In recent weeks, there has been something of a debate about “the Warnock way” as the fact that we are bottom of the Championship stats for passing and possession percentages is balanced against us being at the top of the shots per game figures. Up until the Derby game, our manager has been able to, legitimately, use the latter to answer criticisms of the former, but two shots on target in our last two games tells it’s own story doesn’t it.

Our manager is a throwback in many ways and, while he is right of course, his mantra that we should not get too carried away by our wins or too down about our losses is not, as discussed earlier, one that is followed by too many these days. However, there is a fine dividing line between not being too reactive and allowing things to drift – I believe that there are a few signs that the latter may be happening with City.

It’s ironic that the last goal City scored came from a superb example of pass and move football against Leeds. At the time, it could be seen both as a justification of the Warnock Way and one in the eye for those critics who said we can only play one way, but two hundred and ten minutes of playing time later, the stark fact is that we have not come close to anything that even remotely matches it. The front three that had terrorised defences in August are not playing as well as they were, so have to take some responsibility for our toothless displays against Derby and Birmingham, but ever since that great Zohore goal put us 3-0 ahead against Leeds, we’ve looked like the worst passing team in the league.

The danger is that we are getting into a situation whereby our strikers need better service to get back to form and start producing the goal attempt figures we had got used to, but our passing is not of a good enough quality to provide that service in sufficient quantity – while our front three were on fire we could get away with things, but the potential drawbacks of our manager’s liking for “bread and butter” central midfielders have been brought more into focus recently.

There has been enough proof over the past year that the Warnock Way can be effective, but I’ve always maintained that the type of game that entails becomes very easy to defend against if standards drop in terms of intensity, fitness and motivation. Once “long passes” played with a degree of accuracy turn into aimless boots forward (as it was for too much of last night), then opponents know that a Cardiff midfield do not have a great deal to hurt them with.

To the end, with even the player himself admitting after the Leeds game that he no longer has the legs to play there on a medium to long term basis, it’s hard to see why Sol Bamba is still in our midfield when we had two players on the bench last night who were regulars in that area of the pitch when we were playing so well in August.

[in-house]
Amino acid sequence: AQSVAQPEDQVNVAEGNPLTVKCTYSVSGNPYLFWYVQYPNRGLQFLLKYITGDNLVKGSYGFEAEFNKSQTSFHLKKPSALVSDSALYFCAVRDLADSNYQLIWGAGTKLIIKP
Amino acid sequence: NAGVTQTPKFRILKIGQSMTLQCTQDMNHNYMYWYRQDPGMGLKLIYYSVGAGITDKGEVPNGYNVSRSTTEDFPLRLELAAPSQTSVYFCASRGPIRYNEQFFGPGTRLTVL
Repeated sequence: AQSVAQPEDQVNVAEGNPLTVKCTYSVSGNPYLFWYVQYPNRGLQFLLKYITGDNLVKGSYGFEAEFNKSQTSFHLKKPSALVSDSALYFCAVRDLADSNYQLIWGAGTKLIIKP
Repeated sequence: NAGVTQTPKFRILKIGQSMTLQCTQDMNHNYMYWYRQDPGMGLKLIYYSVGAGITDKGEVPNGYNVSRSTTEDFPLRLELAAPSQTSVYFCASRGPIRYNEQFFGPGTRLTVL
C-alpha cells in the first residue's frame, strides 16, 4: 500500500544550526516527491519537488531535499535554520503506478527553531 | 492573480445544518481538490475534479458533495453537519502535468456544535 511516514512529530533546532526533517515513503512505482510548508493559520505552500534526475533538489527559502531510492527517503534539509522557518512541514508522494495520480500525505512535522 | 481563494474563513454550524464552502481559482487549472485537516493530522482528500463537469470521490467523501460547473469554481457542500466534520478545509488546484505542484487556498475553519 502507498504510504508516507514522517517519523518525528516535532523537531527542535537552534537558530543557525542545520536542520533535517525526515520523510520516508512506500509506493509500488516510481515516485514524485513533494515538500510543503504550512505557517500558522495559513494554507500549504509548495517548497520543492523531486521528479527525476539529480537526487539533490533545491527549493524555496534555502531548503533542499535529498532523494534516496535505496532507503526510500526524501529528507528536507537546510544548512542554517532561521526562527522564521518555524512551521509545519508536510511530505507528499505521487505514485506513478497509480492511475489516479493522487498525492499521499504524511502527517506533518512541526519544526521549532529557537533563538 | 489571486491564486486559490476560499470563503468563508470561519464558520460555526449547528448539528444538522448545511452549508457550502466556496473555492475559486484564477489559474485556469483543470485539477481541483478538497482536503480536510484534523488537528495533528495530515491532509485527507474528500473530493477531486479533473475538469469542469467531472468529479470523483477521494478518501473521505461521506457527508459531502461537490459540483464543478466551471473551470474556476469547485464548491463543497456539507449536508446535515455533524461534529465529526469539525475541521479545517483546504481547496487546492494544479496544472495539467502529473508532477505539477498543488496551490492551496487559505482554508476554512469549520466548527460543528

I refer to the home game with Villa last season quite often on here and one of the reasons for a win that I believe was a pivotal part of turning around our season was that Bamba was very influential in the sort of role he has been filling in recent games – he was against Leeds as well, but, just as was the case against Derby and Birmingham this season, his further appearances in that position last year were not anywhere near as successful.

Other recent oddities for me include the fact that, for all of the talk about the much stronger bench he now has, Neil Warnock has taken an awful long time to make substitutions among his strikers/wingers in our last two games despite our complete lack of an end product.

Presumably, our manager’s reluctance to make attacking substitutions earlier and the introduction of Aron Gunnarsson for Craig Bryson last night means that he thinks that our midfield is more the problem area, but, in that case, you have to ask why, when we were losing, didn’t he introduce our most creative substitute, Lee Tomlin?

I don’t think Tomlin has done that well in his recent substitute appearances and I realise that Liam Feeney did provide the assist on his debut for Danny Ward’s goal at Fulham, but the continued preference for the Blackburn loanee over a player who was, arguably, the best number ten in the Championship when he was at Middlesbrough baffles me.

Reading this back, I’m struck by how downbeat it is and, as mentioned earlier, I feel I could be accused of trying to create a crisis where there isn’t one, but, about a month ago, I ended one of my post match articles by saying that I couldn’t see this squad going the same way as the one in 06/07 which set a cracking pace at the top of the league only to crash and burn to finish below half way. After our last two matches though, I’m not as sure about this squad’s resilience as I once was.

Eleven years ago, it all starting going wrong in November (Dave Jones’ favourite month of the year!) as our goal attempts figures absolutely plummeted (from memory we had less than ten on target efforts in our five games that month) – currently we’re probably the Championship’s worst for attempts on target, as well being it’s worst passers.

 

 

 

 

 

 

Posted in Out on the pitch, The Championship | Tagged | 9 Comments